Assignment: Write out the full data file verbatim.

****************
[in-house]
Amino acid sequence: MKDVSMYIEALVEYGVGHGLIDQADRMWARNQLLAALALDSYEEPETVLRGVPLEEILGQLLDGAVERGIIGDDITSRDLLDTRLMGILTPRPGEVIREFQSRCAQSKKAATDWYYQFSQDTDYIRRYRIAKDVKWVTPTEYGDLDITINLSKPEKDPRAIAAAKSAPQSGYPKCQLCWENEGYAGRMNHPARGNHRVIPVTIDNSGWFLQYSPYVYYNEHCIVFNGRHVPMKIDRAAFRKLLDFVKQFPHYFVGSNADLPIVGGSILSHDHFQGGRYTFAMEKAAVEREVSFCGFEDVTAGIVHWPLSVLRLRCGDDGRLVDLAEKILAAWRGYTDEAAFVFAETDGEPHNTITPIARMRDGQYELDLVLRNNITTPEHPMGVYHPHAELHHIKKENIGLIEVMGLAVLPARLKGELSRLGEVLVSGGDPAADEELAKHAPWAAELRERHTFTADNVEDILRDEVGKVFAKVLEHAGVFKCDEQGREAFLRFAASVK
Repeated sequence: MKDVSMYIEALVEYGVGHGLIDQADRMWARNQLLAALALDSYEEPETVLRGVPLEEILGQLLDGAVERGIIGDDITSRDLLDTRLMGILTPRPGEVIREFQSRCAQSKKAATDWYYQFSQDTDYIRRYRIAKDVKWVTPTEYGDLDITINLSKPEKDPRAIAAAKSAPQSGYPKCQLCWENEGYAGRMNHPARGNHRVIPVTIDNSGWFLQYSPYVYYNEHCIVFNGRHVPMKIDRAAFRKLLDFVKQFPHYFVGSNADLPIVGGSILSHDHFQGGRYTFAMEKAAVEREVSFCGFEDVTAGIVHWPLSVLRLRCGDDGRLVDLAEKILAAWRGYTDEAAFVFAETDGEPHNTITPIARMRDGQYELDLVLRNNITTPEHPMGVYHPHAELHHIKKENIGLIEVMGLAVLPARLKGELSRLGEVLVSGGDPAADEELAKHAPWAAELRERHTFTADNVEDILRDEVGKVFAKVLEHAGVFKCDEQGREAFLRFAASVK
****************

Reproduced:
[in-house]
Amino acid sequence: MKDVSMYIEALVEYGVGHGLIDQADRMWARNQLLAALALDSYEEPETVLRGVPLEEILGQLLDGAVERGIIGDDITSRDLLDTRLMGILTPRPGEVIREFQSRCAQSKKAATDWYYQFSQDTDYIRRYRIAKDVKWVTPTEYGDLDITINLSKPEKDPRAIAAAKSAPQSGYPKCQLCWENEGYAGRMNHPARGNHRVIPVTIDNSGWFLQYSPYVYYNEHCIVFNGRHVPMKIDRAAFRKLLDFVKQFPHYFVGSNADLPIVGGSILSHDHFQGGRYTFAMEKAAVEREVSFCGFEDVTAGIVHWPLSVLRLRCGDDGRLVDLAEKILAAWRGYTDEAAFVFAETDGEPHNTITPIARMRDGQYELDLVLRNNITTPEHPMGVYHPHAELHHIKKENIGLIEVMGLAVLPARLKGELSRLGEVLVSGGDPAADEELAKHAPWAAELRERHTFTADNVEDILRDEVGKVFAKVLEHAGVFKCDEQGREAFLRFAASVK
Repeated sequence: MKDVSMYIEALVEYGVGHGLIDQADRMWARNQLLAALALDSYEEPETVLRGVPLEEILGQLLDGAVERGIIGDDITSRDLLDTRLMGILTPRPGEVIREFQSRCAQSKKAATDWYYQFSQDTDYIRRYRIAKDVKWVTPTEYGDLDITINLSKPEKDPRAIAAAKSAPQSGYPKCQLCWENEGYAGRMNHPARGNHRVIPVTIDNSGWFLQYSPYVYYNEHCIVFNGRHVPMKIDRAAFRKLLDFVKQFPHYFVGSNADLPIVGGSILSHDHFQGGRYTFAMEKAAVEREVSFCGFEDVTAGIVHWPLSVLRLRCGDDGRLVDLAEKILAAWRGYTDEAAFVFAETDGEPHNTITPIARMRDGQYELDLVLRNNITTPEHPMGVYHPHAELHHIKKENIGLIEVMGLAVLPARLKGELSRLGEVLVSGGDPAADEELAKHAPWAAELRERHTFTADNVEDILRDEVGKVFAKVLEHAGVFKCDEQGREAFLRFAASVK